Tired of feeling helpless and ignored Priya Patel-Modi has shared her experience of the often-misdiagnosed condition - Endometriosis - which affects 1.5 million women in the UK.

The keen sports enthusiast is hoping it might encourage others to openly speak up during the month-long awareness celebration.

Endometriosis occurs when cells similar to the ones in the lining of the womb grow outside of the uterus in areas such as the ovaries, fallopian tubes, bladder and elsewhere in the body. The debilitating condition is often referred to as a ‘whole body condition’ by ‘Endo Warriors’ and affects 1 in 10 women of reproductive age in the UK.

It can only be confirmed with a surgical examination called a laparoscopy. This is carried out under general anaesthetic and patients can usually go home the same day.

The invisible nature of endometriosis can lead to its being downplayed by family and friends as merely having 'a nasty menstrual cycle', something every woman is expected to overcome. Endometriosis symptoms vary but often include pelvic pain, constipation and diarrhoea. These common symptoms can lead to women being misdiagnosed with IBS (Irritable Bowel Syndrome).

Unfortunately, inequalities in the healthcare system have led to women, particularly those from a black, Asian and minority ethnic backgrounds feeling excluded from a discussion that is still sometimes seen as taboo in some communities.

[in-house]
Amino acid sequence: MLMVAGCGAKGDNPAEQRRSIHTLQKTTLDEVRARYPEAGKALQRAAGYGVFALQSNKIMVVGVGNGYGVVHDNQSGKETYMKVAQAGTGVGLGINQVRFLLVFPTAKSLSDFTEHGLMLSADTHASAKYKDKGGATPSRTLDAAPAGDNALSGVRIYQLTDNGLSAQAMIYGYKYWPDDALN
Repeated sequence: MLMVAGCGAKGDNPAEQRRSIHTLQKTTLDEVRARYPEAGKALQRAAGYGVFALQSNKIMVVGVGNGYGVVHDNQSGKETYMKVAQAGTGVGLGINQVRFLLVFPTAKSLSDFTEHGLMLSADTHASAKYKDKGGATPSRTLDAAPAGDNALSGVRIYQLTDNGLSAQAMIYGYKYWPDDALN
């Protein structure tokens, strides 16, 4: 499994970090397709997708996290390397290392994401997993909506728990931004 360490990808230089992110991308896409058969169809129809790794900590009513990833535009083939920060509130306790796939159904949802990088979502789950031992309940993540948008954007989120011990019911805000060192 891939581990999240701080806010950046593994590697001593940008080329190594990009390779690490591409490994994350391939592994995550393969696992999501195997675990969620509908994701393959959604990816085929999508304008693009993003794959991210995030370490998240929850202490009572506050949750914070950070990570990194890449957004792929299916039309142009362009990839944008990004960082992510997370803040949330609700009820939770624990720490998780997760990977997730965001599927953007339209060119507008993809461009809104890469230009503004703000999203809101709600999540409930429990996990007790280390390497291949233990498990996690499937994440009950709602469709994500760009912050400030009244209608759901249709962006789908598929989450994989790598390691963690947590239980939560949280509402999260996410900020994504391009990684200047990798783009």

Priya Patel-Modi, 31, from Hertfordshire, began experiencing severe flare-ups and pelvic pain in 2016. Doctors put her flare-ups and sudden food intolerances down to IBS. Following a visit to A&E, she was prescribed antibiotics and told it was nothing more than a urine infection.

Priya said: "For almost two years, I kept on insisting it wasn't just IBS. I was a petite size 8, eating well and into my fitness, but I suddenly went up by three dress sizes. It was hard to hold myself up at the time because I was having sharp pains down my legs and they flared daily.

“Hearing the doctor dismiss me left me feeling very emotional and helpless. I then became very emotional which then the doctor said I needed psychological help as it was all in my head.

"Finally, in February 2019, it was confirmed that I had endometriosis. I thought the end was near; my laparoscopy was supposed to start being put in place last March, but due to the global coronavirus pandemic my operation was cancelled."

Whilst awaiting her laparoscopy, Priya decided to combine her love of fashion and her passion for supporting women battling endometriosis by launching Embrace Endo in January.

Endometriosis Awareness Month runs throughout March.